“User-Centric Computational Videography” by Richardt, Tompkin, Bai and Theobalt

  • ©Christian Richardt, James Tompkin, Jiamin Bai, and Christian Theobalt



Entry Number: 24


    User-Centric Computational Videography

Course Organizer(s):



    Basic knowledge of image and video processing, computer graphics, and vision.

    Who Should Attend
    Enthusiastic video users, video editors, and researchers.

    Digital video is ubiquitous: virtually every mobile device comes with at least one high-resolution video camera, and users often upload video to community web sites. One hundred hours of video are uploaded to YouTube alone every minute. Yet, many commercial solutions for capturing, editing, and browsing videos are difficult to use, so they constrict user creativity.

    Video capturing requires framing techniques and shot planning to effectively convey the intended message and be comfortable to watch. Handheld capture with mobile devices in particular often results in shaky and wobbly footage. In addition, traditional video-editing tools are not evolving to support the proliferation of video content, and some provide little more than an image-editing interface with a timeline. Unfortunately, this rather trivial addition of the temporal axis to images does not enable users to perform complex editing tasks that change the content of videos, like adding or removing objects in a video. And existing community video collections typically treat videos like photos. They require users to navigate static thumbnails, instead of visualizing spatial or temporal overlaps between videos.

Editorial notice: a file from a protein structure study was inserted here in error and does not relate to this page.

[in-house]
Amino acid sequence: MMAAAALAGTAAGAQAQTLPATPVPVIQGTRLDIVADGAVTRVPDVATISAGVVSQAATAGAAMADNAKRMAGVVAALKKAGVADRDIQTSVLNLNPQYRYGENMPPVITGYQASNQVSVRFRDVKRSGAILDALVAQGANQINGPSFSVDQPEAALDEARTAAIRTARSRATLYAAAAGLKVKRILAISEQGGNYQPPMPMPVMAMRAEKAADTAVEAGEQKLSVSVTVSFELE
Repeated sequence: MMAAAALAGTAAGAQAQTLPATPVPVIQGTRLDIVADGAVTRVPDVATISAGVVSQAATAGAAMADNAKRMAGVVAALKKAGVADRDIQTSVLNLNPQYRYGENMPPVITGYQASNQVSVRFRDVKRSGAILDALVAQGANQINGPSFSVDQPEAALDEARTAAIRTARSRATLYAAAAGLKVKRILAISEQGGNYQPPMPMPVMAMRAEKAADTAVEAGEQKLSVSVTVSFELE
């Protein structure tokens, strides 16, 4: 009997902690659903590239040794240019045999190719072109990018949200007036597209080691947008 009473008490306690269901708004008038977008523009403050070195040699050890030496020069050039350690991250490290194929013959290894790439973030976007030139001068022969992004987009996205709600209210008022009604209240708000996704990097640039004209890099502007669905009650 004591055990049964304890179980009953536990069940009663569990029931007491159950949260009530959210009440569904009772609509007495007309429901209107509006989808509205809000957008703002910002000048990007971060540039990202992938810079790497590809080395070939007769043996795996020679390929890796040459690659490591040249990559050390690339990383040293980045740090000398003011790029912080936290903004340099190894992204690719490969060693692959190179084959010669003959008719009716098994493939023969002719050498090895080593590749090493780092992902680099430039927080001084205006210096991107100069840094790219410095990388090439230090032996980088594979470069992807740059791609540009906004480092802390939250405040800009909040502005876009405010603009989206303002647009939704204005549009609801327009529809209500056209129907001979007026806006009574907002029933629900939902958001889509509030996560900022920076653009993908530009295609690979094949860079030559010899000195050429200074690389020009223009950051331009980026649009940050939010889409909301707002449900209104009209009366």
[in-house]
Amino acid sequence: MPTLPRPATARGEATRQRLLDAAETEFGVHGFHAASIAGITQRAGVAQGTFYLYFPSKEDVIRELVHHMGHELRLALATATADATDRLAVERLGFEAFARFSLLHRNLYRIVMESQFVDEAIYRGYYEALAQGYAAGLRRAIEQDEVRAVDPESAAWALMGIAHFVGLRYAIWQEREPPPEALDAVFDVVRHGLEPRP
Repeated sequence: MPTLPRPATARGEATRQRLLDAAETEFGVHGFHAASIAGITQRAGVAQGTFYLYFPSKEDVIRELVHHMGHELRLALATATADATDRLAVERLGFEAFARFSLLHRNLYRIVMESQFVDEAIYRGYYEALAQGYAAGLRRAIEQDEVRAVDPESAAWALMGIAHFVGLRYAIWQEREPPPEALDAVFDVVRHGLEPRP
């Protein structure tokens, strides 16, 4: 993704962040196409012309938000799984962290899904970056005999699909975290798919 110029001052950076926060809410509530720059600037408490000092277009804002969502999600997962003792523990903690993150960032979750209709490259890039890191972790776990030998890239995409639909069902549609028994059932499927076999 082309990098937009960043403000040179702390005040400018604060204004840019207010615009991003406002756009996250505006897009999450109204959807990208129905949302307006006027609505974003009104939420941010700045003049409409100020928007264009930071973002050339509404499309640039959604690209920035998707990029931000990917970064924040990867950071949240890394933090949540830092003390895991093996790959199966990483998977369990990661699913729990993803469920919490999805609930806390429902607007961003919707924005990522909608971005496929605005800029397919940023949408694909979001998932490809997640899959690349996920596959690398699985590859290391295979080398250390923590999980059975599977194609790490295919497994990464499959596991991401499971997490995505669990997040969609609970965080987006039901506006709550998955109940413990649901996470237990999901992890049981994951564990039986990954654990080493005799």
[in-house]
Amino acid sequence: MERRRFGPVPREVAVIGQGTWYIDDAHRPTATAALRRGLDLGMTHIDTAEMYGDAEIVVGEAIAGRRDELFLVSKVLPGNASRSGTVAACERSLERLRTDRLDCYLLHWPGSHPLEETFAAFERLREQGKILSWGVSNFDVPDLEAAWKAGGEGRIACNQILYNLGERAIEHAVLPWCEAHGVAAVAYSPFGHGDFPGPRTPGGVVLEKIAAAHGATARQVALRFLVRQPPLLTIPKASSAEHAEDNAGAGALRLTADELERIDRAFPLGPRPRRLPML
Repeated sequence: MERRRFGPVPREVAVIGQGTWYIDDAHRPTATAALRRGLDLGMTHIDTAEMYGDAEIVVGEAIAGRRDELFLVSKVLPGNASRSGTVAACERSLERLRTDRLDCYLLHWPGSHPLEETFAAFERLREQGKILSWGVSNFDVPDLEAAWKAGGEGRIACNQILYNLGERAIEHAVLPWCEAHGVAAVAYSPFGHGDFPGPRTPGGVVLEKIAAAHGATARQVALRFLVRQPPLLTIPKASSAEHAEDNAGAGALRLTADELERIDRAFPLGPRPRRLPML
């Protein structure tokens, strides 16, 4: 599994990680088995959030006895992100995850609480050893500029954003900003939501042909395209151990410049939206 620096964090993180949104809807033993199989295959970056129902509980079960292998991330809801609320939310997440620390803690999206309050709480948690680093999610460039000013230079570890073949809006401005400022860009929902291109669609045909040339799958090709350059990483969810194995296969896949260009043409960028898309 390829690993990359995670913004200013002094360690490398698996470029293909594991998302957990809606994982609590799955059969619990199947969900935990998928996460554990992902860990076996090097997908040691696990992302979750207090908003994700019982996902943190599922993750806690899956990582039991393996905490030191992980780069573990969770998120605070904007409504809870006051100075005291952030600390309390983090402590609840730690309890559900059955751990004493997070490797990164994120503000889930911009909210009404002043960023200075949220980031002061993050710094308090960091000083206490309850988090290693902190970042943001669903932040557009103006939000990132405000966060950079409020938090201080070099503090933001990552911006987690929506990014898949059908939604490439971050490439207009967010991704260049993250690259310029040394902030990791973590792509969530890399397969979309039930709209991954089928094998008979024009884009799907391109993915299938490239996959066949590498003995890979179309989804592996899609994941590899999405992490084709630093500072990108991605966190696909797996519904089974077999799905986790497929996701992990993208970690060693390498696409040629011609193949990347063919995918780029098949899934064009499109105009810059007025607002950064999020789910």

This course aims to improve the quality and flexibility of capturing, editing, and exploring consumer videos. Topics include recent techniques in computer vision and graphics, and their recent evolution. By finding and exploiting inter- and intra-video content connections, these techniques make videos easier for amateur users (for example, by enabling dynamic object removal in videos) and provide new empowering video experiences like content-based video browsing. The course summarizes current trends in the software industry and in research, and proposes directions for future research.   

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